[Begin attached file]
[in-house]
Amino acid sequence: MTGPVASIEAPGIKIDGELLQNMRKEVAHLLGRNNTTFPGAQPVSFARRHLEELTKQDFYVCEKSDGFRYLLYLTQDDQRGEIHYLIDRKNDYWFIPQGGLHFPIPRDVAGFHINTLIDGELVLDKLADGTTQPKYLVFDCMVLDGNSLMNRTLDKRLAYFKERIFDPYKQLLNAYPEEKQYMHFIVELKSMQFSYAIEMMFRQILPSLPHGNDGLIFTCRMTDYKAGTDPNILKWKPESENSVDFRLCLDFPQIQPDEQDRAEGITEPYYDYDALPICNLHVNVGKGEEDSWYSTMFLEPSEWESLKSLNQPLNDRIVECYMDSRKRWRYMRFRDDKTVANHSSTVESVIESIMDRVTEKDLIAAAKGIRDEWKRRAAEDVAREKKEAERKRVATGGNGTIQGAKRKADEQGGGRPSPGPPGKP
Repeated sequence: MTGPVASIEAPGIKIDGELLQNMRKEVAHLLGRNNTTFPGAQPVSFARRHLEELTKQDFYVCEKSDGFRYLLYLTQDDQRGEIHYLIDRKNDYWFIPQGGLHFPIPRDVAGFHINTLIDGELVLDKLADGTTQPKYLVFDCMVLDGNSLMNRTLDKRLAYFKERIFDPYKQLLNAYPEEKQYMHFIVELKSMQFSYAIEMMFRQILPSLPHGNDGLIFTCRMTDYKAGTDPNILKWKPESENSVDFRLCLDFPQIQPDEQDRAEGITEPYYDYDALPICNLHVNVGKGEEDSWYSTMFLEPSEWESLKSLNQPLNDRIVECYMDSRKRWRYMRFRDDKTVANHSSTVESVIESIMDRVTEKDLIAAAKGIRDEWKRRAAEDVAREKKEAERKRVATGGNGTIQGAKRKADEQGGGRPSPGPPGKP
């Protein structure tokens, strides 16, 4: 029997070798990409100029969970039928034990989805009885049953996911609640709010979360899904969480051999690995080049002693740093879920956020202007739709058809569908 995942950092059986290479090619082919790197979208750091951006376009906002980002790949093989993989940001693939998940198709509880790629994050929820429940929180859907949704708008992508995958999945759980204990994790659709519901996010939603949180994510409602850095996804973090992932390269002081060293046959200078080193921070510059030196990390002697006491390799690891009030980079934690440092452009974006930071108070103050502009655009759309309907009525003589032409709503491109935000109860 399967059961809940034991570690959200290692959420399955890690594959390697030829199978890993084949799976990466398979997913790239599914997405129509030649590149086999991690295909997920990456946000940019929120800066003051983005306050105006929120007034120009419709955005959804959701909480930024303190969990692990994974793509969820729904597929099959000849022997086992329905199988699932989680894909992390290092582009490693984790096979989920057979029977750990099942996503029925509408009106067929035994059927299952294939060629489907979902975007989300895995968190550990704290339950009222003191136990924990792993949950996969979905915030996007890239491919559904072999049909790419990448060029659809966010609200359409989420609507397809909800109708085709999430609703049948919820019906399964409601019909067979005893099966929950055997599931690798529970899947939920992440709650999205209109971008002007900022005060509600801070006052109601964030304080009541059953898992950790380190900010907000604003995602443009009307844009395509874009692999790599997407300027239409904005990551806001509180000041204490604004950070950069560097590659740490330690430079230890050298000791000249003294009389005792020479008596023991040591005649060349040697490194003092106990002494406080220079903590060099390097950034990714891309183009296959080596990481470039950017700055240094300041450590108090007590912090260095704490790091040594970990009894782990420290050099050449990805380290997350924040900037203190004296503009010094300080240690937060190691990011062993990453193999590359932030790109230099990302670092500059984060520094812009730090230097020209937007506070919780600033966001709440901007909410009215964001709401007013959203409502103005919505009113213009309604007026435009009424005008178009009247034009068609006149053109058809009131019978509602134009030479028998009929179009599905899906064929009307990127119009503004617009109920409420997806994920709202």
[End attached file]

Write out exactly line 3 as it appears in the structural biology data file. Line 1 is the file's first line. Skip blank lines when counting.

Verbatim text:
Repeated sequence: MTGPVASIEAPGIKIDGELLQNMRKEVAHLLGRNNTTFPGAQPVSFARRHLEELTKQDFYVCEKSDGFRYLLYLTQDDQRGEIHYLIDRKNDYWFIPQGGLHFPIPRDVAGFHINTLIDGELVLDKLADGTTQPKYLVFDCMVLDGNSLMNRTLDKRLAYFKERIFDPYKQLLNAYPEEKQYMHFIVELKSMQFSYAIEMMFRQILPSLPHGNDGLIFTCRMTDYKAGTDPNILKWKPESENSVDFRLCLDFPQIQPDEQDRAEGITEPYYDYDALPICNLHVNVGKGEEDSWYSTMFLEPSEWESLKSLNQPLNDRIVECYMDSRKRWRYMRFRDDKTVANHSSTVESVIESIMDRVTEKDLIAAAKGIRDEWKRRAAEDVAREKKEAERKRVATGGNGTIQGAKRKADEQGGGRPSPGPPGKP